The death of a loved one evokes emotions that touch the very core of our being. The mystery of death, the fear of the unknown, the sadness of losing a soul mate, family member, close friend or relative often leaves us feeling confused, angry and alone. Perhaps it is a time when much soul searching and questioning about the purpose of our own being is foremost in our minds.
When people lose someone very close to them or with whom they have shared a lifetime, it is often hard to believe that it has really happened. Often there is a wide range of intense feelings that follow. The sadness and emptiness can be overwhelming; people are often surprised when they feel angry or guilty, but all of these emotions are normal.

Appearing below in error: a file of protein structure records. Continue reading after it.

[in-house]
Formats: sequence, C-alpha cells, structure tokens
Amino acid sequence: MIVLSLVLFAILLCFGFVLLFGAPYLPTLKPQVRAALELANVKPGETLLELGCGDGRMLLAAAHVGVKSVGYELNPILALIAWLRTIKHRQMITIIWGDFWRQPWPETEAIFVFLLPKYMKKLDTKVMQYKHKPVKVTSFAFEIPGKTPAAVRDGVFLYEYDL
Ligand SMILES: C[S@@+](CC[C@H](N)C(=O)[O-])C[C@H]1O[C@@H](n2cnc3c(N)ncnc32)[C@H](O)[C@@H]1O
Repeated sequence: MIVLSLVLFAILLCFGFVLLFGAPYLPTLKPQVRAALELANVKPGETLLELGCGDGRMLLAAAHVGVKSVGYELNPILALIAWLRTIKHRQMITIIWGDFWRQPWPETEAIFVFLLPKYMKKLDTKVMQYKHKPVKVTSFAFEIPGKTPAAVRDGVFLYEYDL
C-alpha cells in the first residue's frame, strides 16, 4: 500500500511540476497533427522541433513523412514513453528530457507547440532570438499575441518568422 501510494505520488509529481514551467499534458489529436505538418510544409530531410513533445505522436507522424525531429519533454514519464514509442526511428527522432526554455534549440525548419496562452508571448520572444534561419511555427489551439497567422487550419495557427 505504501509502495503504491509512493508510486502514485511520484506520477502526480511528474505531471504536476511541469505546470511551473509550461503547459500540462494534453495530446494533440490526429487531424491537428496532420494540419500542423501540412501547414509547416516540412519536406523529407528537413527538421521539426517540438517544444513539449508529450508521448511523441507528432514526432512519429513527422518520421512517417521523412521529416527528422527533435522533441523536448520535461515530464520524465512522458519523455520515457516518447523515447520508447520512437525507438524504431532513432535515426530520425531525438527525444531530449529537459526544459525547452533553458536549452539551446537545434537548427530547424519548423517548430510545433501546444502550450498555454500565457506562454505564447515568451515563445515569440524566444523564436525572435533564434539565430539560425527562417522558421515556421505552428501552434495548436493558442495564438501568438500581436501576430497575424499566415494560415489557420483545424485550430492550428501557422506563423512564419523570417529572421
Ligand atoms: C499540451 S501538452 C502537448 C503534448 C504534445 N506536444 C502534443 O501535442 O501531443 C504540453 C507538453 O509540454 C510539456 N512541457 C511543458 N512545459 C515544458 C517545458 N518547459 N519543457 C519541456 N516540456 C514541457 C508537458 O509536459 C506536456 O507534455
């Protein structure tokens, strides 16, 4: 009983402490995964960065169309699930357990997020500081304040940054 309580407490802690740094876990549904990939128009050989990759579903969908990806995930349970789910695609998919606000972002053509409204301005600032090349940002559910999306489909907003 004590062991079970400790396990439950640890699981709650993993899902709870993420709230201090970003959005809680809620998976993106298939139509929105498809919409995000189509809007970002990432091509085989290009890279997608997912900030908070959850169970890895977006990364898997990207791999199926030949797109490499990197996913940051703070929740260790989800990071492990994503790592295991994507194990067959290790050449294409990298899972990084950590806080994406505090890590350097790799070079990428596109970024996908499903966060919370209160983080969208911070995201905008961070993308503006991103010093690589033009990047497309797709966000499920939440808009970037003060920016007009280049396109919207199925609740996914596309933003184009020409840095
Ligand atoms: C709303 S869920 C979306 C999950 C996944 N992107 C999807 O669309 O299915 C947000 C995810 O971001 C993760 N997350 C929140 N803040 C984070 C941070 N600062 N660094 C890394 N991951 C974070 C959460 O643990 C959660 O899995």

At some point, we each experience loss ourselves or are close to someone who is. Grief is not only caused by the death of a loved one, but can also be experienced through events such as retrenchment, separation or divorce, sudden or increasing disability, loss of a pet, or separation from home, family members or friends.
Often we do not know what to say to the grieving person and this can cause us to shy away from saying or doing anything. When people are helpful and supportive, they enhance the healing process which brings purpose and pleasure back into life.
An understanding pat on the shoulder, a handshake or a hug can say more than words, and will often be remembered as a source of great comfort and strength to those that are grieving.
Give permission – If people are allowed to express and show their feelings, then they can start to deal with them. Crying is a natural and healthy process in times of grief. This may be what they need to release their hurt – tears of grief are in fact tears of healing.